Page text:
"Literally two days later she started feeling better, and a couple weeks later, when they went to sample the bacteria that was there, they couldn't find the C. difficile anymore. It was just gone," he says. "The only thing they had done was essentially restore her ecology, essentially like restoring a wetland."

Zimmer says fecal transplants have only been performed on patients when all other options fail — but they are seemingly quite effective.

"The problem is, as some other journalists have reported, is that the FDA has a very difficult time figuring out how to come up with regulations for this," he says. "Before it's going to become a widespread practice, the FDA is going to have to move beyond its old paradigm of giving people regular drugs to being able to give people tailored concoctions of living things — of bacteria, of maybe even viruses — as medical treatments."

These bacteria and viruses work in conjunction with other bacteria and viruses in the body, but scientists still know very little about their mechanisms, says Zimmer.

"There's this whole ecosystem of interactions going on inside our own bodies that we do not understand — barely at all," he says. "Scientists are just starting to figure it out with very big projects where they're sequencing all the genes these microbes have. But they're just at the beginning of understanding it."

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Liquorice Root Found to Contain Anti-Diabetic Substance

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Licorice root. (Credit: © Yves Roland / Fotolia)

ScienceDaily (Apr. 17, 2012) — Researchers have discovered a promising anti-diabetic substance in the amorfrutin class of natural substances.

It provides the raw material for liquorice candy, calms the stomach and alleviates diseases of the airways: liquorice root. Chosen as the "Medicinal plant 2012," the root has been treasured in traditional healing since ancient times. Researchers at the Max Planck Institute for Molecular Genetics in Berlin have now discovered that liquorice root also contains substances with an anti-diabetic effect. These amorfrutins not only reduce blood sugar, they are also anti-inflammatory and are very well tolerated. Thus, they may be suitable for use in the treatment of complex metabolic disorders.

Natural substances have a surprising and often largely unexploited potential in the prevention and treatment of common diseases. For example, liquorice root Glycyrrhiza contains different substances that help to alleviate disorders of the airways and digestive system. It has been used for millennia in traditional healing and is mainly administered in the form of tea. A team of researchers working with Sascha Sauer from the Max Planck Institute for Molecular Genetics in Berlin has now discovered that the plant from the papilionaceae or leguminous family might also be effective in the treatment of adult (type 2) diabetes. The scientists identified a group of natural substances with an anti-diabetic effect, the amorfrutins, in the plant's edible root.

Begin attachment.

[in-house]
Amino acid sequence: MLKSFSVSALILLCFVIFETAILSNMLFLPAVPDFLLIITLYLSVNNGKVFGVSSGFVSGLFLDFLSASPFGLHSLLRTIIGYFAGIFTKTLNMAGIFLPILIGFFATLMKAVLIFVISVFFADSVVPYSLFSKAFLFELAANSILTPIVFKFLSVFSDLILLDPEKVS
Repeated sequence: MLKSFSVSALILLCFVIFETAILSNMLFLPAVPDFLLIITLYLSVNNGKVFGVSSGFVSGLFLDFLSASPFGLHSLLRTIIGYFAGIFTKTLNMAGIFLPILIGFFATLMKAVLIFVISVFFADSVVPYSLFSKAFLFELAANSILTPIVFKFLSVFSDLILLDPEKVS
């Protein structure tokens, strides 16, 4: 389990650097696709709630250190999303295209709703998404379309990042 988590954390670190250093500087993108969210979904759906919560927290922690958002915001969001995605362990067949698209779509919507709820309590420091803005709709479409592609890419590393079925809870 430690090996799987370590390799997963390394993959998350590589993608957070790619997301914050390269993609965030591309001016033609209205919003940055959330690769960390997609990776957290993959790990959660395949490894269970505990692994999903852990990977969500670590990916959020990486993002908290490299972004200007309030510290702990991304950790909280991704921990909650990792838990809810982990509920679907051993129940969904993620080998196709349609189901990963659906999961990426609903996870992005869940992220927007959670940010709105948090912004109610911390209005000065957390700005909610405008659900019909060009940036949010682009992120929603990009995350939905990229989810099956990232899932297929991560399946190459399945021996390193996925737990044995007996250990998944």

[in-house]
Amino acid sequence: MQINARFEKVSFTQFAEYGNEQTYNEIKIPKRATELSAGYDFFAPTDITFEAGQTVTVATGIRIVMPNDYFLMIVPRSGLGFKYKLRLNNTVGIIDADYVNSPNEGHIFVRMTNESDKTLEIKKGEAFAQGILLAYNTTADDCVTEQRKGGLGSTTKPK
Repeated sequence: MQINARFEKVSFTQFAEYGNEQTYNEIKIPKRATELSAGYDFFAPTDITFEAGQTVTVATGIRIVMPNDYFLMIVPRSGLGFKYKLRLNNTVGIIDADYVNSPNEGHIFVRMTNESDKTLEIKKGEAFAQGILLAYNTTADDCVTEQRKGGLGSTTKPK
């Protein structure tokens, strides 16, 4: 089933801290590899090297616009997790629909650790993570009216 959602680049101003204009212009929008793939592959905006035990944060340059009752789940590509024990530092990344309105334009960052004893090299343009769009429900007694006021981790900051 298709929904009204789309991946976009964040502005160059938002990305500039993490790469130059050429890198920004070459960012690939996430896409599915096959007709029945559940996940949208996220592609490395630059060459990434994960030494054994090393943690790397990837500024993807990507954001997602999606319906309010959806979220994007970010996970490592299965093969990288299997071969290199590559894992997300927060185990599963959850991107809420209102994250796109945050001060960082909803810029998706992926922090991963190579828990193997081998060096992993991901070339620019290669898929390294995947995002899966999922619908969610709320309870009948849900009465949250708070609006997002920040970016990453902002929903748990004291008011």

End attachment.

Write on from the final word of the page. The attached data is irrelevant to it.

The substances, which have a simple chemical structure, are not only found in liquorice root, but are also in the fruit of the Amorpha fruticosa bush. The new anti-diabetic agents were named after this plant, which is native to the US, Canada and Mexico. As the researchers demonstrated using diabetic mice, the amorfrutins not only have characteristics that reduce blood sugar, they are also anti-inflammatory in their effect. Moreover, they also prevent fatty liver -- a common disease caused by excessively fat-rich nutrition.

"The health-beneficial effects are based on the fact that the amorfrutin molecules dock directly onto a receptor in the nucleus called PPARγ," explains Sascha Sauer. PPARγ plays an important role in the cell's fat and glucose metabolism. The binding of the amorfrutin molecules activates various genes that reduce the plasma concentration of certain fatty acids and glucose. The reduced glucose level prevents the development of insulin resistance -- the main cause of adult diabetes.

"Although there are already drugs on the market that affect the PPARγ receptor, they are not selective enough in their effect and cause side effects like weight gain and cardio-vascular problems," says Sascha Sauer. In contrast, as demonstrated by the studies carried out to date, the amorfrutins are very well tolerated. "However, drinking liquorice tea or eating liquorice will not help to treat diabetes," explains the scientist. "The concentration of the substances in the tea and liquorice is far too low to be effective." The researchers therefore developed special extraction processes to obtain the amorfrutins from the plant in sufficient concentrations. This could be used to produce amorfrutin extracts on an industrial scale.

The newly discovered active substances not only seem to hold great promise for the treatment of complex metabolic disorders, they may also be suitable for prophylactic use. "The amorfrutins can be used as functional nutritional supplements or as mild remedies that are individually tailored to the patient," says Sascha Sauer. "In view of the rapid spread of metabolic diseases like diabetes, it is intended to develop these substances further so that they can be used on humans in the future." To do this, the researchers must now test the effect of the substances and the plant amorfrutin extracts in clinical studies on diabetes patients.

Story Source:

The above story is reprinted from materials provided by Max-Planck-Gesellschaft, via AlphaGalileo.

Note: Materials may be edited for content and length. For further information, please contact the source cited above.

Journal Reference:

  1. C. Weidner, J. C. de Groot, A. Prasad, A. Freiwald, C. Quedenau, M. Kliem, A. Witzke, V. Kodelja, C.-T. Han, S. Giegold, M. Baumann, B. Klebl, K. Siems, L. Muller-Kuhrt, A. Schurmann, R. Schuler, A. F. H. Pfeiffer, F. C. Schroeder, K. Bussow, S. Sauer. Amorfrutins are potent antidiabetic dietary natural products. Proceedings of the National Academy of Sciences, 2012; DOI: 10.1073/pnas.1116971109

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Clinical Trial Data Should Be Open for Review

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By Nancy Walsh, Staff Writer, MedPage Today

Published: April 16, 2012